While the US is locked in the throes of Trumper tantrums and investigations, political risk is easing in Europe. Emmanuel Macron’s victory in the French presidential election has stemmed the wave of populism for the moment. With a lurch to Le Pen avoided, the region’s improving growth dynamics beg the question: Should you ride the wave with an active manager, or back the beta with an ETF?
In the first quarter of this year, more than €14 billion flowed into large-cap European equities. Macron’s triumph means more is likely to follow. Around 60 percent of that money went to active, large-cap funds – but should it have?
Back the beta
If broad, large-cap indices are your thing, then 2016 was very much the year of the ETF. According to Lyxor’s annual deep dive into the performance of 3,800+ active funds in Europe, fewer than one in five European managers outperformed, unlike in 2015 when nearly three-quarters of them achieved the feat.* Even though 2015 was such a good year, Lyxor’s research showed that managers were unlikely to repeat the trick; very few large-cap managers outperform consistently. When it comes to Europe’s blue chips, it’s better to back the beta.
What was striking about last year was the huge swing in performance. Having outperformed by, on average, 3.3 percent in 2015, active managers underperformed by 2.9 percent in 2016. Most were overexposed to factors like momentum, low beta, and low quality, and underexposed to value.
Factor timing was crucial, but most managers also had to contend with too great an exposure to mid- and small-caps. Stock picking also had a negative effect, as it has since Lyxor started its study four years ago. Alpha generation won’t be any easier this year.
There are pockets of the market where active management did indeed do what it says on its tin. For example, 56 percent of European small-cap managers outperformed in 2016, with the best 25 percent outperforming by nearly 9 percent, on average; this is because company fundamentals continue to drive performance, rather than the style or sector rotation that can hinder large-cap managers.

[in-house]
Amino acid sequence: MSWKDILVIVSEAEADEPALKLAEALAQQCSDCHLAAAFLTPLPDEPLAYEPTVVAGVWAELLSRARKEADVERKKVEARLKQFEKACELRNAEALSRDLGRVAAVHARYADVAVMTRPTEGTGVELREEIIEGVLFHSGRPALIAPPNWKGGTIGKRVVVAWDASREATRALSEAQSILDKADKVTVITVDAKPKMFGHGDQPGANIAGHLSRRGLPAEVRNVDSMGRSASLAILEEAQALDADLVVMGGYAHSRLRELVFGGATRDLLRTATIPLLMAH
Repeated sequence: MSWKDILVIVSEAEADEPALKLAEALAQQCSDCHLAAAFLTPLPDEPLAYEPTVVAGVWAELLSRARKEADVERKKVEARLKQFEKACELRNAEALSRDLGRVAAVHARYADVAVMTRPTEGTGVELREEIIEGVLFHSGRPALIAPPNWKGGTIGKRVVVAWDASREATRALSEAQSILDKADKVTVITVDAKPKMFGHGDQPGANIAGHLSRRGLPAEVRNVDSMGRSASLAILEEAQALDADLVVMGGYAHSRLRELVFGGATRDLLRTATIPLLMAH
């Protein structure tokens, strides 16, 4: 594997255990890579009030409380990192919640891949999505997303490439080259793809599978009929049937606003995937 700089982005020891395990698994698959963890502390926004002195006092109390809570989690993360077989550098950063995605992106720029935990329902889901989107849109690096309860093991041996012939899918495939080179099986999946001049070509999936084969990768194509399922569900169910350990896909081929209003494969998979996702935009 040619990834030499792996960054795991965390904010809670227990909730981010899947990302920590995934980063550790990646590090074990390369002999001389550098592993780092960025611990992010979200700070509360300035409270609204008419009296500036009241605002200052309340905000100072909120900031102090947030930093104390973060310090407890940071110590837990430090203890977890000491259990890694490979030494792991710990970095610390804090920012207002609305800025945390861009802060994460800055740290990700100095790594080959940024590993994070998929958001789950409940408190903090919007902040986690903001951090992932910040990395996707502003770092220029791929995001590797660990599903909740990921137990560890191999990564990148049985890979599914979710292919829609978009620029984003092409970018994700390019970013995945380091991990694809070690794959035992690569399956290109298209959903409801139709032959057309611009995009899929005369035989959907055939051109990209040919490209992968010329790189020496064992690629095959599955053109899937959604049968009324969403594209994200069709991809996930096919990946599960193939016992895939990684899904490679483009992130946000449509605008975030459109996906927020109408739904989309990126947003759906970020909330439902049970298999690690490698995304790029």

European small-cap managers have also been some of the standout performers over the last decade, with nearly a third outperforming.
Country matters, too
National identities are more important, economies are on different trajectories, and valuations vary quite widely. Not for the first time, most European markets are trailing in Germany’s wake. The catch-up potential is clear, and so is the evidence on performance.
Take France, for example. Only 5 percent of active funds outperformed the CAC 40 in 2016, vs. 59 percent in 2015; alpha generation was at its lowest ebb, and fewer managers outperformed here than anywhere else. Dig deeper, however, and the picture changes: 65 percent of managers outperformed the CAC Mid & Small Index, some to a significant degree.
In Italy, you had a one in two chance of finding an outperforming manager. In Spain, the number was more like one in three, while in Germany, it was fewer than one in 10. In most cases, beta was the better bet.
Only the very best managers outperform minimum variance indices. Smart Beta’s success in 2015 was no fluke, as only 13 percent of active funds outdid the FTSE Europe Minimum Variance Index. Very few have done it over 10 years.
In Europe, Lyxor provides more than 40 ways to engage with the markets, including the world’s largest ETFs on several core European indices, like the MSCI Europe, CAC40, FTSE 100, IBEX 35, and FTSE MIB1. True to its commitment to performance, Lyxor provided the most efficient ETFs for six out of 10 core index exposures in 2016.
*Source of all data in this story: Lyxor ETF Research, Morningstar, and Bloomberg data from 31/12/2006 to 31/12/2016.The figures relating to past performances refer to past periods and are not a reliable indicator of future results. This also applies to historical market data.
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